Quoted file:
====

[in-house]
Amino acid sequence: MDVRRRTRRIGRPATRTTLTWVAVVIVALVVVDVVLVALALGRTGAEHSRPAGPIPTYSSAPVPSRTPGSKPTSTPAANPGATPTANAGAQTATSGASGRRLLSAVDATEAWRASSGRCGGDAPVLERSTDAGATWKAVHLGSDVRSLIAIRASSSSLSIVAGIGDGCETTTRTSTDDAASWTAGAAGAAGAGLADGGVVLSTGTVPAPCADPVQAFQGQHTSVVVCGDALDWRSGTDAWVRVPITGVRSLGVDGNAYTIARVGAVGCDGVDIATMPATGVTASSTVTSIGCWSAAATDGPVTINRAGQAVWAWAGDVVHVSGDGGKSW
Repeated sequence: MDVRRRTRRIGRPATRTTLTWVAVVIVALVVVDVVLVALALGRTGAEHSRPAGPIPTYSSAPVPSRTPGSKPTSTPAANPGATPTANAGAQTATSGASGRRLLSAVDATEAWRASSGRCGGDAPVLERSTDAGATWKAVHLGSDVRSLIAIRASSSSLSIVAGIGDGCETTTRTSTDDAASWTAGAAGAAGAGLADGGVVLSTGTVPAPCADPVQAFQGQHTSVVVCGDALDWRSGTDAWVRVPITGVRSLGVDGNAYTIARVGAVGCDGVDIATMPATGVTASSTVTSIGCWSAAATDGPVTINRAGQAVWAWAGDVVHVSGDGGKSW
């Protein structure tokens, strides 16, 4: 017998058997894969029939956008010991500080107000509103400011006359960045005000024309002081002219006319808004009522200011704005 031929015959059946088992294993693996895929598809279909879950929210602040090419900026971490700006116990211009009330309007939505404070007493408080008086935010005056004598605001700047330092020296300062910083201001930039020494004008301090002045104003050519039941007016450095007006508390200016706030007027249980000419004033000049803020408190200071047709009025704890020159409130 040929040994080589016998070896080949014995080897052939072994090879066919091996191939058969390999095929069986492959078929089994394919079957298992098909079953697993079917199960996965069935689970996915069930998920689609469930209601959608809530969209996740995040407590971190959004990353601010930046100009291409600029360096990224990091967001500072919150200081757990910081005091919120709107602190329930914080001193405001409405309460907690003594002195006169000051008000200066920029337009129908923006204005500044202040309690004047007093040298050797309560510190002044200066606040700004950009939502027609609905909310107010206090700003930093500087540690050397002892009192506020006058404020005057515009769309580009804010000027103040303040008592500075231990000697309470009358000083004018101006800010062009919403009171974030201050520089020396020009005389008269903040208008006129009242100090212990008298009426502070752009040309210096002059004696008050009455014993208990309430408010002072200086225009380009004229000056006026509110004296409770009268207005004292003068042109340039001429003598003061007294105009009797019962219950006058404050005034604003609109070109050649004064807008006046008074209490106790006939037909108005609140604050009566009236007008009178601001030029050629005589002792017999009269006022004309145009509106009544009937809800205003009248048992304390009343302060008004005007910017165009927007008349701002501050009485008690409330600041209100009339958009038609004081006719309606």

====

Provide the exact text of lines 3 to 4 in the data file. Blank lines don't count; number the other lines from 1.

Repeated sequence: MDVRRRTRRIGRPATRTTLTWVAVVIVALVVVDVVLVALALGRTGAEHSRPAGPIPTYSSAPVPSRTPGSKPTSTPAANPGATPTANAGAQTATSGASGRRLLSAVDATEAWRASSGRCGGDAPVLERSTDAGATWKAVHLGSDVRSLIAIRASSSSLSIVAGIGDGCETTTRTSTDDAASWTAGAAGAAGAGLADGGVVLSTGTVPAPCADPVQAFQGQHTSVVVCGDALDWRSGTDAWVRVPITGVRSLGVDGNAYTIARVGAVGCDGVDIATMPATGVTASSTVTSIGCWSAAATDGPVTINRAGQAVWAWAGDVVHVSGDGGKSW
């Protein structure tokens, strides 16, 4: 017998058997894969029939956008010991500080107000509103400011006359960045005000024309002081002219006319808004009522200011704005 031929015959059946088992294993693996895929598809279909879950929210602040090419900026971490700006116990211009009330309007939505404070007493408080008086935010005056004598605001700047330092020296300062910083201001930039020494004008301090002045104003050519039941007016450095007006508390200016706030007027249980000419004033000049803020408190200071047709009025704890020159409130 040929040994080589016998070896080949014995080897052939072994090879066919091996191939058969390999095929069986492959078929089994394919079957298992098909079953697993079917199960996965069935689970996915069930998920689609469930209601959608809530969209996740995040407590971190959004990353601010930046100009291409600029360096990224990091967001500072919150200081757990910081005091919120709107602190329930914080001193405001409405309460907690003594002195006169000051008000200066920029337009129908923006204005500044202040309690004047007093040298050797309560510190002044200066606040700004950009939502027609609905909310107010206090700003930093500087540690050397002892009192506020006058404020005057515009769309580009804010000027103040303040008592500075231990000697309470009358000083004018101006800010062009919403009171974030201050520089020396020009005389008269903040208008006129009242100090212990008298009426502070752009040309210096002059004696008050009455014993208990309430408010002072200086225009380009004229000056006026509110004296409770009268207005004292003068042109340039001429003598003061007294105009009797019962219950006058404050005034604003609109070109050649004064807008006046008074209490106790006939037909108005609140604050009566009236007008009178601001030029050629005589002792017999009269006022004309145009509106009544009937809800205003009248048992304390009343302060008004005007910017165009927007008349701002501050009485008690409330600041209100009339958009038609004081006719309606």